Friday, August 14, 2009
Latin Rhythms in American Rockabilly?
While reading an essay by Paul Clifford recently on the birth of rockabilly, I was struck by an assertion I had never considered. Rockabilly musicians of the 1950's, while searching for "exotic beats and rhythms" to integrate into the fresh style, willingly infused some of their material with Latin based rhythms without realizing their origins. Since syncopated percussion in rockabilly constitutes a major shift from the "drumless" country music groups of the 1940's and 50's, these rhythms are often heard in drum acompaniments. Also, Clifford notes that rockabilly musicians used "hybrid guitar lines" that accentuated certain notes of a boogie- woogie line, creating the unique feature of rockabilly rhythms. Clifford also offers interesting examples of this same phenomenon in the left hand piano work on Fat's Domino's "Blue Monday" and the saxophone sections of Little Richard's 1956 recording "Slippin and a Slidin."
Musicologist Roy Brewer's concise definition of American rockabilly; "the hybrid of blues and country that became rock& roll," does seem to capture the essence of this unique 1950's music style. Interestingly, Brewer goes a step further to assert that rockabilly musicians, much like most all African American music forms, incorporate the "habanera rhythm" into their music while remaining unaware that it is of Afro Cuban origin and comes into American rhythm and blues through jump blues and New Orleans style dance bands. Brewer goes on to offer fascinating examples of the "habanera rhythm" in American rockabilly such as the famous and very controversial Elvis performance of "Hound Dog" on the Milton Berle show from June of 1956. The famous Elvis gyrations scandalized many, and Scotty Moore and D.J Fontana do actually slow the cadence of the song to allow Elvis more wiggle room. Due to the controversial nature of this television performance, Brewer also notes that "Presley's producers did not exploit the habanera pattern with his subsequent releases regardless of the overwhelming success of "Houndog." According to Brewer another good example of the habanera rhythm can be heard on Scotty Moore's guitar introduction to "Don't be Cruel, " and on "I'm Left, Your Right, She's Gone." A close examination of the many lesser known rockabilly recordings from the period would undoubtedly reveal that this is not an isolated tendency. With the demise of rockabilly by around 1961, habanera rhythms disappear from the scene.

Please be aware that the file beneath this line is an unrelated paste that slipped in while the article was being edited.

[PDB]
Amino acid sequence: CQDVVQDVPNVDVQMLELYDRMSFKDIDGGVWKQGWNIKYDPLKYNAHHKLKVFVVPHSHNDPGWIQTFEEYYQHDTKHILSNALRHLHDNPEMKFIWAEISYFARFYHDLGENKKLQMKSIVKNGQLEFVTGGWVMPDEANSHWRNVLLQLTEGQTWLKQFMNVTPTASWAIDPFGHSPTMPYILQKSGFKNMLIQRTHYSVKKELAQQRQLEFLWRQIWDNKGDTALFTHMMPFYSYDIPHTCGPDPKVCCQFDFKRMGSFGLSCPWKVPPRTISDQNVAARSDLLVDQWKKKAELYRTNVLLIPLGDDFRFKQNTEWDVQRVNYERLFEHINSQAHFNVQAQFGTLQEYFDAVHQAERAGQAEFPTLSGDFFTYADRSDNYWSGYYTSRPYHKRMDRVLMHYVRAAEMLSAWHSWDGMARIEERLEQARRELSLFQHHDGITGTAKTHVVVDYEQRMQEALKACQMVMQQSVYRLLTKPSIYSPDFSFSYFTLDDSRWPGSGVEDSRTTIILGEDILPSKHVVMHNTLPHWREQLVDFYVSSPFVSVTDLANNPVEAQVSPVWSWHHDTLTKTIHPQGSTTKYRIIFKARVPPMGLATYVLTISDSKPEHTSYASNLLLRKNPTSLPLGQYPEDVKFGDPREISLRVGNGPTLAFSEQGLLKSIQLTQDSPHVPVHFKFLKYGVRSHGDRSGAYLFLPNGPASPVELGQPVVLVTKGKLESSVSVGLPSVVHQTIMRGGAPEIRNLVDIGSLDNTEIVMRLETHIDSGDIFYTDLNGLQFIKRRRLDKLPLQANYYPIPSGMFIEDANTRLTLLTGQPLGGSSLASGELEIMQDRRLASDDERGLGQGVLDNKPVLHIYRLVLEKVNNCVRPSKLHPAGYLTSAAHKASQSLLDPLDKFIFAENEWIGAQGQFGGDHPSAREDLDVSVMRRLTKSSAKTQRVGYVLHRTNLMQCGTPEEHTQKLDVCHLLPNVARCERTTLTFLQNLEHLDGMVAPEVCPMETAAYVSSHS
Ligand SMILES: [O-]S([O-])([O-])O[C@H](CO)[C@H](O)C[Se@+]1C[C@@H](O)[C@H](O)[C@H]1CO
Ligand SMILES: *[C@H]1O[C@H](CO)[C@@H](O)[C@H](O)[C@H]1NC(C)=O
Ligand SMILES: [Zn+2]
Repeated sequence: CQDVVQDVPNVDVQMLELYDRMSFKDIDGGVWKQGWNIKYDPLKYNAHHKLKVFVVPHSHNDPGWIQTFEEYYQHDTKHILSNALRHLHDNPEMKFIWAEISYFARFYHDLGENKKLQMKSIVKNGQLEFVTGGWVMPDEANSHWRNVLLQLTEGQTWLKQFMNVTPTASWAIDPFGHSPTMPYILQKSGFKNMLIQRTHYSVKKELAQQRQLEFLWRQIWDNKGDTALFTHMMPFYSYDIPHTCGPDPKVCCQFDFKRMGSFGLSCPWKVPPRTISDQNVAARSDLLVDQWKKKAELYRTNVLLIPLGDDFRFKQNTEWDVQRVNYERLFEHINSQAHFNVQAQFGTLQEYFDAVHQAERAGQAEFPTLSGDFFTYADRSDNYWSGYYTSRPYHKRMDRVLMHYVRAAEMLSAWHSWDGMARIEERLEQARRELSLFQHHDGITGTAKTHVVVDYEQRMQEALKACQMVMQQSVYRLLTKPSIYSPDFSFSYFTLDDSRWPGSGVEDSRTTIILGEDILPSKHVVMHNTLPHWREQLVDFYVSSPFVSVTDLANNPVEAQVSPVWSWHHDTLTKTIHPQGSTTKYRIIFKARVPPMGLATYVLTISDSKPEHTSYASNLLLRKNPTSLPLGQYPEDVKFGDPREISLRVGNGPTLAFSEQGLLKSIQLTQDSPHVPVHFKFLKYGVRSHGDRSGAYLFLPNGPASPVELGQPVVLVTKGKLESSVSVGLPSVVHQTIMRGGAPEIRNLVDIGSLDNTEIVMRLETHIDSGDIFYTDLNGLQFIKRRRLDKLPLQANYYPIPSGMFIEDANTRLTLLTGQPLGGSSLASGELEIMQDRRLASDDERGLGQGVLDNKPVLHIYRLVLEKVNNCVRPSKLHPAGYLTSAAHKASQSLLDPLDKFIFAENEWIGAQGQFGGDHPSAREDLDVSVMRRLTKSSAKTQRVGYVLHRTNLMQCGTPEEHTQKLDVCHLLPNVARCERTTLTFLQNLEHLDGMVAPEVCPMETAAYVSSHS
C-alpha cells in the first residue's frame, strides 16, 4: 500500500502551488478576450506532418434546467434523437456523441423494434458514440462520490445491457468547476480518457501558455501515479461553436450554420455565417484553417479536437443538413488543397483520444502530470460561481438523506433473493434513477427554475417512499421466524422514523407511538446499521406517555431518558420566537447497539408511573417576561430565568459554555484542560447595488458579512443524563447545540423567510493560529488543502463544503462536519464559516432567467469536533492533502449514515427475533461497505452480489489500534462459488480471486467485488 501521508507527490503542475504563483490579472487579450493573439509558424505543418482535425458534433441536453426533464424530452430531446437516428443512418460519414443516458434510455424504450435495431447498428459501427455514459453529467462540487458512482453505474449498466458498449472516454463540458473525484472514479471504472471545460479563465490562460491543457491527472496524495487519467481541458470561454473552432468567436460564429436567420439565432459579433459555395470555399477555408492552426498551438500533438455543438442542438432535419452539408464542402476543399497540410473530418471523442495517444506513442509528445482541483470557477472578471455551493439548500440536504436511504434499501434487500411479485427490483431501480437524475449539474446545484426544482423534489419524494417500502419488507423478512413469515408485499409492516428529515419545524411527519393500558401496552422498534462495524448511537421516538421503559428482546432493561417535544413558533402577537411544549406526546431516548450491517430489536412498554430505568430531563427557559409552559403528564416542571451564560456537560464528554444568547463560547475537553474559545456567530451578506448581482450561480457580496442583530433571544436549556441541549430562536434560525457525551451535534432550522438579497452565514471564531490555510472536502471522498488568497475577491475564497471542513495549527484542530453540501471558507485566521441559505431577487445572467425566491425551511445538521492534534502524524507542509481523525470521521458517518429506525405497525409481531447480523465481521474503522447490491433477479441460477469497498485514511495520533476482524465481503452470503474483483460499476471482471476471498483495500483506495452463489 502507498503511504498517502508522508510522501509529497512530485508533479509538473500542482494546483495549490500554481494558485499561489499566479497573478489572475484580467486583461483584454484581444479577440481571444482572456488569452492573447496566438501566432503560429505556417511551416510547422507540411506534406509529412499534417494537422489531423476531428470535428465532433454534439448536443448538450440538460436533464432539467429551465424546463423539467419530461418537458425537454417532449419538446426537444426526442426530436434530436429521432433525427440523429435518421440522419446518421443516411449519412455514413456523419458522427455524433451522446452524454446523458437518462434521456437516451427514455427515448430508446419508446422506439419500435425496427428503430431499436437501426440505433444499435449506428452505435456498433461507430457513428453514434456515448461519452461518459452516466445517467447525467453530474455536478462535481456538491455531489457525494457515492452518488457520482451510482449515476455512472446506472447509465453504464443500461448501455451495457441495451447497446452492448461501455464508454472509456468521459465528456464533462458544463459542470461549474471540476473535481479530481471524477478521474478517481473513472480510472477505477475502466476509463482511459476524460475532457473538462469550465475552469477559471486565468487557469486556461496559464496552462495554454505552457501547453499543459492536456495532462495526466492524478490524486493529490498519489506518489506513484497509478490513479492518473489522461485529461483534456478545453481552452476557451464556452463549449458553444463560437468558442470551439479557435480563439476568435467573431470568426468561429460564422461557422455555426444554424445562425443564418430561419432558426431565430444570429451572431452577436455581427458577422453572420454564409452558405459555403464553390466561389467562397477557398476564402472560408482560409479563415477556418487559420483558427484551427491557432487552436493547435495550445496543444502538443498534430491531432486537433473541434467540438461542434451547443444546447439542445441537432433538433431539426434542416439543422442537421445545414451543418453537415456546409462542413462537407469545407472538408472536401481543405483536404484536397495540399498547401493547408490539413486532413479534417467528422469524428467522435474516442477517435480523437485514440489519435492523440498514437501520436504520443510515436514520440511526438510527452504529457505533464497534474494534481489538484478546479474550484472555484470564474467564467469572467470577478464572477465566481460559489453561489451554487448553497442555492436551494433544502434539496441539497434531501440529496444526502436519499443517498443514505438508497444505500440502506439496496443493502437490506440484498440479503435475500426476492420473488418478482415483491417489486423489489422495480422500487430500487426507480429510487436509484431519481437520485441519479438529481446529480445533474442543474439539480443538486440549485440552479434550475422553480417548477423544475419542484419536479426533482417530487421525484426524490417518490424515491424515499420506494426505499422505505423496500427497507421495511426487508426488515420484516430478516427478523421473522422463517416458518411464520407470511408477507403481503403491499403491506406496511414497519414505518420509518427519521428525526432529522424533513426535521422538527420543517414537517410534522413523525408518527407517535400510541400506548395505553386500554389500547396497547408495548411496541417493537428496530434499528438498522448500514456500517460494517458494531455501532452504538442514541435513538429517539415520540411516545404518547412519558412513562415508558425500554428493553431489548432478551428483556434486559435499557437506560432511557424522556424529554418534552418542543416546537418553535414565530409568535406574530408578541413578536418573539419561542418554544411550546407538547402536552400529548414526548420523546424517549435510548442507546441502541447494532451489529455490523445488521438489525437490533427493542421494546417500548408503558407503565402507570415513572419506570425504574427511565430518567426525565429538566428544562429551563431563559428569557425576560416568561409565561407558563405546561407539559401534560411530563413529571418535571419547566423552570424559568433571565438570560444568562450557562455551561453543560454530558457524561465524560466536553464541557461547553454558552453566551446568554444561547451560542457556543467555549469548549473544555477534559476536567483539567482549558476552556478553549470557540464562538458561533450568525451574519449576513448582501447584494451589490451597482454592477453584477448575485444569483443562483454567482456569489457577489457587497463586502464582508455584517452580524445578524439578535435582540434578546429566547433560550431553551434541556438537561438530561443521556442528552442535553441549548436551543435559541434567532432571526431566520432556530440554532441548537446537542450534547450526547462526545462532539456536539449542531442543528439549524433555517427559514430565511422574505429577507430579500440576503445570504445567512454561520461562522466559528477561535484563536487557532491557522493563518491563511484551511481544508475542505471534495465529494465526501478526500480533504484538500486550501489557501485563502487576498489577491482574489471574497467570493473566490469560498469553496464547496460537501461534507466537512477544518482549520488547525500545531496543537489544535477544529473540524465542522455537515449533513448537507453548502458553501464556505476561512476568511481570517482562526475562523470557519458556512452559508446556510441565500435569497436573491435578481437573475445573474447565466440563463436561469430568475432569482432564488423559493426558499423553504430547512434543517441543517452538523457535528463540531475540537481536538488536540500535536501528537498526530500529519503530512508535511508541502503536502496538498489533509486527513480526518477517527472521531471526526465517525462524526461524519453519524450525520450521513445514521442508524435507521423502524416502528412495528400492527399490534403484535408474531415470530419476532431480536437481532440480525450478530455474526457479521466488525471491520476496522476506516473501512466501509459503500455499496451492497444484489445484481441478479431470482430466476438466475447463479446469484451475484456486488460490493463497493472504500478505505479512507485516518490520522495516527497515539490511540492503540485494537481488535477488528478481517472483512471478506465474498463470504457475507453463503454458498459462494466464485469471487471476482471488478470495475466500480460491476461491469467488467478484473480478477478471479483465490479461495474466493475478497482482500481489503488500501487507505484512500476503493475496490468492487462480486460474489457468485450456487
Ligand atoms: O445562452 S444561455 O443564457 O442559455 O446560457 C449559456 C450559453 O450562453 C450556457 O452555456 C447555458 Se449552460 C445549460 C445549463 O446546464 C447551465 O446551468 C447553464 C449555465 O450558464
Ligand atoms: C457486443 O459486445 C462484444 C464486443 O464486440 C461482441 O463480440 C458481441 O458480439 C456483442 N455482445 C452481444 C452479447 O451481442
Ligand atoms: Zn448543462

Clifford cites a few other interesting examples of the obvious use of the habanera rhythm technique in music of the period. Some of the most interesting are Eddie Cochran's "Twenty Flight Rock," and "Teenage Partner" by Gene Vincent and the Blue Caps, which demonstrate hybrid guitar lines with unique accentuation of notes. On the Cochran classic the "habanera rhythm" is used on by the guitar and bass during the verses, imbuing the song with it's unique feeling, a feeling that is one of the central differentiating features between rockabilly and country music. Unfortunately, as Brewer points out, this original and distinguishing trait of 1950's rockabilly was lost to the revivalists who helped resurrect the music in the 1980's.